Though only 25, Cassandra Basnett has already made a significant impact for good on the world.
The Saskatoon woman does mission work in the Democratic Republic of Congo and Kenya, and has established schools, initiated micro-enterprises so women can support their families, and established a ministry to rescue and rehabilitate young women in Kenyan brothels.
Now Basnett has taken a step further. The Freedom Project, as she calls it, rescues child soldiers from war zones in Congo and saves little girls from being exploited through sex trafficking.
"We were three-quarters of the way through building another school in Congo," Basnett says, "but we had to halt construction when the rebels invaded the area. We've put the 150 students in a church and paid teachers to educate them. Statistics show that the safest thing for a child when war comes is to stay in school. They are less likely to become targets for rape, abduction, and recruitment into the army. Also, being educated means they're being empowered and equipped to change the situation around them."
In Congo, the number of children forced to be soldiers is skyrocketing. Every boy in the village is a target. Basnett says, "Our unspoken marker is pretty much: Who will get them first, us or the rebels?"
In launching the rescue operation, Basnett connected with the sub-chief, with whom she and her team stay when they're in the Red Zone, and the person who acts as a "house papa" for the boys. "He started locating child soldiers. We rescued our first boys in September. We had to cross over into rebel-held territory to get them. It was a huge security risk, but so worth it."
Basnett says the The Freedom Project basically consists of demobilizing child soldiers and sponsoring them for education, food and counselling. "We move them to Goma, a safe city where we're based and where they are free from the threat of reabduction."
In Kenya, more and more little girls are being caught in prostitution. "We've learned it's a cultural thing - too big for simply rescuing a few girls into a home. My team is working hard at a holistic program to stop a lifestyle of raping children in brothels. We deal in prevention, justice/response and rescue.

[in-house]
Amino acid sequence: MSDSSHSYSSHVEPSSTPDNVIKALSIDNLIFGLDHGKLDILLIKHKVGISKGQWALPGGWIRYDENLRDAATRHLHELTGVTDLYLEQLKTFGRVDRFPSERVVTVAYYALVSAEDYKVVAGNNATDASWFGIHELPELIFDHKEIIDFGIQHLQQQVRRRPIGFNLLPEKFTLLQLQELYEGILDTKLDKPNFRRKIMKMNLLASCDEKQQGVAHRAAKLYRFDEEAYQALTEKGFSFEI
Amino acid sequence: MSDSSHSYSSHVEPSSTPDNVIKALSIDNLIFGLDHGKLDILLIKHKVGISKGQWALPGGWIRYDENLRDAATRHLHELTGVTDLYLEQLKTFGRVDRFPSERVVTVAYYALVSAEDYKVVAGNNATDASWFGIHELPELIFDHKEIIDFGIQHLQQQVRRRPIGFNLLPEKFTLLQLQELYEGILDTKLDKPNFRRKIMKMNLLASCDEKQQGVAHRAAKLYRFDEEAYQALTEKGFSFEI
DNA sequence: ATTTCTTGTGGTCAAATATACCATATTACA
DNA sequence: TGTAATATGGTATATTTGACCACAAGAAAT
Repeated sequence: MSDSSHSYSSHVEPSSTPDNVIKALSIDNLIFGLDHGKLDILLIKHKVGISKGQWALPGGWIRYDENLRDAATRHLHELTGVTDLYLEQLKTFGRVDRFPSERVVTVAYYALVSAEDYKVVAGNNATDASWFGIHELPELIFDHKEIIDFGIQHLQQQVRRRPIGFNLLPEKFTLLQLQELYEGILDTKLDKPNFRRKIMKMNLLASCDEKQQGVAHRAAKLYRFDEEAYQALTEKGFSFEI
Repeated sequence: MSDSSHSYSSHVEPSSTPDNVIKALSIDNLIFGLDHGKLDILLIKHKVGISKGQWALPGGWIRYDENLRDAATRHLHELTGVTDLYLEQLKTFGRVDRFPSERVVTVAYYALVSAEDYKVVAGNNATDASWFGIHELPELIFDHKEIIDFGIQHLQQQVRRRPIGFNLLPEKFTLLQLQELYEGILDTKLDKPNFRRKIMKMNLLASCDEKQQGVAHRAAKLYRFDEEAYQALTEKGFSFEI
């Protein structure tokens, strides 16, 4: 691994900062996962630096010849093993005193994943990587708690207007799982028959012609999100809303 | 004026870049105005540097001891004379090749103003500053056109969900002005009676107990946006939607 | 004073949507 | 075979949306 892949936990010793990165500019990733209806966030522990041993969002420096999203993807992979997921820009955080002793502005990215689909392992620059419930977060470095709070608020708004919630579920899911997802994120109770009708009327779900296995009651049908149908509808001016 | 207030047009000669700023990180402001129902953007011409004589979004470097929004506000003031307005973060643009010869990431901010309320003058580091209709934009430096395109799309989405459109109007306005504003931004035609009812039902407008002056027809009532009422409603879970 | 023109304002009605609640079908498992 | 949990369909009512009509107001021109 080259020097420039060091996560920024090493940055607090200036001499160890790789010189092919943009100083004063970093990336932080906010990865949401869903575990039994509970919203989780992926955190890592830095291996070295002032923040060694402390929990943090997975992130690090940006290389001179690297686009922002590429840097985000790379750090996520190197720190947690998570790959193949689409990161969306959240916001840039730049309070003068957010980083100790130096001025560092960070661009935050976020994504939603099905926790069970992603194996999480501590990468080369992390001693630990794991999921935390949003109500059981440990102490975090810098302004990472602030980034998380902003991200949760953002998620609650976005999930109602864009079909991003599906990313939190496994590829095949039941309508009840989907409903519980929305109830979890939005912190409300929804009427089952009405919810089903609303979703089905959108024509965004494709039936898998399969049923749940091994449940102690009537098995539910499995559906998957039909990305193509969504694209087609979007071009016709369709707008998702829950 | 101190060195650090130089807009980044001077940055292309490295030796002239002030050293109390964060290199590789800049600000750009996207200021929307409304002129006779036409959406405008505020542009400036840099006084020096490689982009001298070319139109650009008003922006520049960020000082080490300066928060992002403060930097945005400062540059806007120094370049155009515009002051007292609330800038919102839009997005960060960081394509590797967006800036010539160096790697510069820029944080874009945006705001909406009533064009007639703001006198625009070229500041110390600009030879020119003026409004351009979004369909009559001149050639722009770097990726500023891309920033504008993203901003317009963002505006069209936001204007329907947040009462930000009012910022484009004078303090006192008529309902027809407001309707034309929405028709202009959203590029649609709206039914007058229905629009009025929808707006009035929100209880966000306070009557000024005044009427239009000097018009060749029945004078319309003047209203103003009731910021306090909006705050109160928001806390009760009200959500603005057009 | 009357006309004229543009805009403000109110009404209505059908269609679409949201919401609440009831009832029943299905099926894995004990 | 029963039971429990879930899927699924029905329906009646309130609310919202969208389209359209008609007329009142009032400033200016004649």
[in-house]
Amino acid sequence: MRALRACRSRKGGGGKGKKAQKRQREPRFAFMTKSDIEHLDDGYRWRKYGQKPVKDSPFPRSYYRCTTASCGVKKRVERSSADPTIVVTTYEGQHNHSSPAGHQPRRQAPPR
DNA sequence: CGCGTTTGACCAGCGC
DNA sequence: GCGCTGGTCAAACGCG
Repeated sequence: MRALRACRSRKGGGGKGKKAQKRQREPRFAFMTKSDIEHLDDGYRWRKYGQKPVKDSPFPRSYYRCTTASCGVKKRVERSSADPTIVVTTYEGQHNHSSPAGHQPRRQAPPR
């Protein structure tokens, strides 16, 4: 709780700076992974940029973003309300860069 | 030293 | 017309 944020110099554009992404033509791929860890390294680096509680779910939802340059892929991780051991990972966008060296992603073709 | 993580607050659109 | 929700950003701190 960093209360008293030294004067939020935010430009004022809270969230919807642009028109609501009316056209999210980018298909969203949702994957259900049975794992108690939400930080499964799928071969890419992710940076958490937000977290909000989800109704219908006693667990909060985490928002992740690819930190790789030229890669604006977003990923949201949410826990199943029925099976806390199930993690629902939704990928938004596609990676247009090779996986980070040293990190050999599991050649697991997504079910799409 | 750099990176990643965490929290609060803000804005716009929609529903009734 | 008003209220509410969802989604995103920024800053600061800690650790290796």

"Our prevention work is the Can't be Bought Campaign, a curriculum designed for kids in school to learn about prostitution, trafficking, and their personal value and worth so they 'can't be bought.' Our first week, we reached roughly 500 kids. Our goal is 5,000 a week by February 2013. The children love the program. It's so beautiful to see them singing the little song we wrote for the campaign: 'I am not for sale ... my body's mine ... I'm valuable.' It brings tears to my eyes when I hear them sing it."
The justice/response segment is what Basnett and her team are doing to reach the dozens of girls who are currently selling their bodies for food or because of cultural peer pressure. By sponsorship in outreach programs and counselling, the goal is to empower the girls with education and love in an effort to stop the cycle of sexual abuse.
"Lastly," Basnett says, "we officially launched our rescue home, Bella House, in October. Bella House is for the young girls who have been sex-trafficked or forced into prostitution by family or neighbours. The home is a place of safety, restoration and family, with the aim of seeing healing come to the girls and empowering them with a future."
She adds: "Hearing all the rape stories from little girls and having them cry in your arms again and again gets you motivated pretty quickly."
A team of locals and internationals supervise and maintain the projects while Basnett makes scheduled trips out of Africa each year to raise awareness and funds for the initiatives. She will be the keynote speaker at a fundraiser in Saskatoon on Tuesday, Nov. 27, at 6: 30 p.m. at the German Cultural Centre (Concordia Club). The cost is $25 per person and tickets may be purchased from Wendy at 975-3745 or Arlene at 653-4402. Additional money will be raised through a silent auction and a dessert auction.
"The reason for the fundraiser is to give people in Saskatoon a voice and a means of helping," says Basnett. "I had always heard that love is an action, but after my time in Africa, I have also seen that silence is an action, too. Not everyone is able to go directly to rebel-held territory and rescue child solders or sit in a brothel and rescue a child prostitute, but nobody is powerless. With this event in Saskatoon, we hope to give people an avenue to get involved and make a difference. All the money raised goes directly to the projects."